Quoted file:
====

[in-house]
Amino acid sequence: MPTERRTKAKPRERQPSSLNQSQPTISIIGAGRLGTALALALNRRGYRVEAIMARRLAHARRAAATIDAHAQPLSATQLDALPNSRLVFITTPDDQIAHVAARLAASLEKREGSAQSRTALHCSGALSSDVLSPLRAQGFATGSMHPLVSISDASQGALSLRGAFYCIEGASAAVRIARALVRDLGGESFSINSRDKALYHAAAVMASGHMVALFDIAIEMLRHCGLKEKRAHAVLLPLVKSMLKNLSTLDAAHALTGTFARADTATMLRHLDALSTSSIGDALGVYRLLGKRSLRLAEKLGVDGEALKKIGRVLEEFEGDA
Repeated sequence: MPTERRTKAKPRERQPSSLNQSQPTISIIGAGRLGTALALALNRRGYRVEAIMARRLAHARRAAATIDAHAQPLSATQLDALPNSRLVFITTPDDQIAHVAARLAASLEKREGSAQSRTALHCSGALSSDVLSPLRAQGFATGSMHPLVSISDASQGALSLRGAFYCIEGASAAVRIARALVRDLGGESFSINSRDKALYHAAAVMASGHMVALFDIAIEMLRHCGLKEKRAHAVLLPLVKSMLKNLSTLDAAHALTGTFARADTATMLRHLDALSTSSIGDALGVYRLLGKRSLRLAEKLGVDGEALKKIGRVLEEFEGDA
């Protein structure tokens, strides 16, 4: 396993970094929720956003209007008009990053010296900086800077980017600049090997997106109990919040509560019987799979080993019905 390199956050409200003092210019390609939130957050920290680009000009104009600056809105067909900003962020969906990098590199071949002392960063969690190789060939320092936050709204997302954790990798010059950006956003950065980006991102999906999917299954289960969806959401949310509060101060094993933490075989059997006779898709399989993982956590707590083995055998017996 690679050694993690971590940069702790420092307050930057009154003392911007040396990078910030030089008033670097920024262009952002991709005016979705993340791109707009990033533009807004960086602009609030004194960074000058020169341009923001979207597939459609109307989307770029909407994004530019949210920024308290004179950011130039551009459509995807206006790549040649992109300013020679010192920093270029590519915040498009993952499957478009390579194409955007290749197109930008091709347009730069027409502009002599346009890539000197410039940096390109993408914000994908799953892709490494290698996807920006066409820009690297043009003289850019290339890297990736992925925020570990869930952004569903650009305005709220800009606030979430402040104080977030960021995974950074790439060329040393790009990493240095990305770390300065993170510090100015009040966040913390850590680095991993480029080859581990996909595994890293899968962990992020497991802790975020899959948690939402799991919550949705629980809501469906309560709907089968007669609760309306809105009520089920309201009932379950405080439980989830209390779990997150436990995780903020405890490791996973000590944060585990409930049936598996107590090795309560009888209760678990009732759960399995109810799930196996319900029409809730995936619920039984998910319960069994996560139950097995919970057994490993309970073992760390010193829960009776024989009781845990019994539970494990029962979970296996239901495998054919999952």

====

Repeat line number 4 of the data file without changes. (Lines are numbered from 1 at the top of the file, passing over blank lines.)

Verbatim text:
């Protein structure tokens, strides 16, 4: 396993970094929720956003209007008009990053010296900086800077980017600049090997997106109990919040509560019987799979080993019905 390199956050409200003092210019390609939130957050920290680009000009104009600056809105067909900003962020969906990098590199071949002392960063969690190789060939320092936050709204997302954790990798010059950006956003950065980006991102999906999917299954289960969806959401949310509060101060094993933490075989059997006779898709399989993982956590707590083995055998017996 690679050694993690971590940069702790420092307050930057009154003392911007040396990078910030030089008033670097920024262009952002991709005016979705993340791109707009990033533009807004960086602009609030004194960074000058020169341009923001979207597939459609109307989307770029909407994004530019949210920024308290004179950011130039551009459509995807206006790549040649992109300013020679010192920093270029590519915040498009993952499957478009390579194409955007290749197109930008091709347009730069027409502009002599346009890539000197410039940096390109993408914000994908799953892709490494290698996807920006066409820009690297043009003289850019290339890297990736992925925020570990869930952004569903650009305005709220800009606030979430402040104080977030960021995974950074790439060329040393790009990493240095990305770390300065993170510090100015009040966040913390850590680095991993480029080859581990996909595994890293899968962990992020497991802790975020899959948690939402799991919550949705629980809501469906309560709907089968007669609760309306809105009520089920309201009932379950405080439980989830209390779990997150436990995780903020405890490791996973000590944060585990409930049936598996107590090795309560009888209760678990009732759960399995109810799930196996319900029409809730995936619920039984998910319960069994996560139950097995919970057994490993309970073992760390010193829960009776024989009781845990019994539970494990029962979970296996239901495998054919999952």